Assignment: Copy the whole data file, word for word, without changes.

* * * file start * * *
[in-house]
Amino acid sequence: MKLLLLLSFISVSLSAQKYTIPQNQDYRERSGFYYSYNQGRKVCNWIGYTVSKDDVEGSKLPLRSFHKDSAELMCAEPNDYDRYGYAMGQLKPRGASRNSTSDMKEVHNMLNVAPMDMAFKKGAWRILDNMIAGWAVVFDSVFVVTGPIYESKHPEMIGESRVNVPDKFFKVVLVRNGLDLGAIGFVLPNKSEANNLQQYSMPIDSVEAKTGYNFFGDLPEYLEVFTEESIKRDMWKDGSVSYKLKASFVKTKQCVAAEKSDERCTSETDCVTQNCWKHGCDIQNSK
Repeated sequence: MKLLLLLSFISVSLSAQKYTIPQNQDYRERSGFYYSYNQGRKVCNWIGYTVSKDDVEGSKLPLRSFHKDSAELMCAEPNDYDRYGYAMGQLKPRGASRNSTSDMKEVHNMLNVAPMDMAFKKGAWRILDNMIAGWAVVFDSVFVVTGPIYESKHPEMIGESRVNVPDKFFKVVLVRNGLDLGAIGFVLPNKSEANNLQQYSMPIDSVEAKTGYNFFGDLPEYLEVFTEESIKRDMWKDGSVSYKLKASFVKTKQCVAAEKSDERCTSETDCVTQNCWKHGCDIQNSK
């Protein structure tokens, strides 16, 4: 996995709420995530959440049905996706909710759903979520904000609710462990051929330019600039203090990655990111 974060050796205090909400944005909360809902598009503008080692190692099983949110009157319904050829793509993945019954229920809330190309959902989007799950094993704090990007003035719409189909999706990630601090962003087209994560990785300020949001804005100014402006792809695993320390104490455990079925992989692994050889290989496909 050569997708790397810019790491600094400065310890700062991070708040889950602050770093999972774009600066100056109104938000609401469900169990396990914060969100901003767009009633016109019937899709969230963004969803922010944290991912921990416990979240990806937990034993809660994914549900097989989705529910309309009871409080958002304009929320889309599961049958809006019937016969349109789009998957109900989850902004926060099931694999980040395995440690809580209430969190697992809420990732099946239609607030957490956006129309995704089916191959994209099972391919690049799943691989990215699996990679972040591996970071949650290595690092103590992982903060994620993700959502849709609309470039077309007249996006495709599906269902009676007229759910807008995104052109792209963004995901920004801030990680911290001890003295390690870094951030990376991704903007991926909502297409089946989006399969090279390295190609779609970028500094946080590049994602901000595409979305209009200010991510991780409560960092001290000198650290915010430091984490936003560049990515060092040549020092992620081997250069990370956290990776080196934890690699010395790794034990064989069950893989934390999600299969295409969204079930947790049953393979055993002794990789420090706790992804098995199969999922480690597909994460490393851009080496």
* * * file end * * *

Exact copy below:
[in-house]
Amino acid sequence: MKLLLLLSFISVSLSAQKYTIPQNQDYRERSGFYYSYNQGRKVCNWIGYTVSKDDVEGSKLPLRSFHKDSAELMCAEPNDYDRYGYAMGQLKPRGASRNSTSDMKEVHNMLNVAPMDMAFKKGAWRILDNMIAGWAVVFDSVFVVTGPIYESKHPEMIGESRVNVPDKFFKVVLVRNGLDLGAIGFVLPNKSEANNLQQYSMPIDSVEAKTGYNFFGDLPEYLEVFTEESIKRDMWKDGSVSYKLKASFVKTKQCVAAEKSDERCTSETDCVTQNCWKHGCDIQNSK
Repeated sequence: MKLLLLLSFISVSLSAQKYTIPQNQDYRERSGFYYSYNQGRKVCNWIGYTVSKDDVEGSKLPLRSFHKDSAELMCAEPNDYDRYGYAMGQLKPRGASRNSTSDMKEVHNMLNVAPMDMAFKKGAWRILDNMIAGWAVVFDSVFVVTGPIYESKHPEMIGESRVNVPDKFFKVVLVRNGLDLGAIGFVLPNKSEANNLQQYSMPIDSVEAKTGYNFFGDLPEYLEVFTEESIKRDMWKDGSVSYKLKASFVKTKQCVAAEKSDERCTSETDCVTQNCWKHGCDIQNSK
């Protein structure tokens, strides 16, 4: 996995709420995530959440049905996706909710759903979520904000609710462990051929330019600039203090990655990111 974060050796205090909400944005909360809902598009503008080692190692099983949110009157319904050829793509993945019954229920809330190309959902989007799950094993704090990007003035719409189909999706990630601090962003087209994560990785300020949001804005100014402006792809695993320390104490455990079925992989692994050889290989496909 050569997708790397810019790491600094400065310890700062991070708040889950602050770093999972774009600066100056109104938000609401469900169990396990914060969100901003767009009633016109019937899709969230963004969803922010944290991912921990416990979240990806937990034993809660994914549900097989989705529910309309009871409080958002304009929320889309599961049958809006019937016969349109789009998957109900989850902004926060099931694999980040395995440690809580209430969190697992809420990732099946239609607030957490956006129309995704089916191959994209099972391919690049799943691989990215699996990679972040591996970071949650290595690092103590992982903060994620993700959502849709609309470039077309007249996006495709599906269902009676007229759910807008995104052109792209963004995901920004801030990680911290001890003295390690870094951030990376991704903007991926909502297409089946989006399969090279390295190609779609970028500094946080590049994602901000595409979305209009200010991510991780409560960092001290000198650290915010430091984490936003560049990515060092040549020092992620081997250069990370956290990776080196934890690699010395790794034990064989069950893989934390999600299969295409969204079930947790049953393979055993002794990789420090706790992804098995199969999922480690597909994460490393851009080496």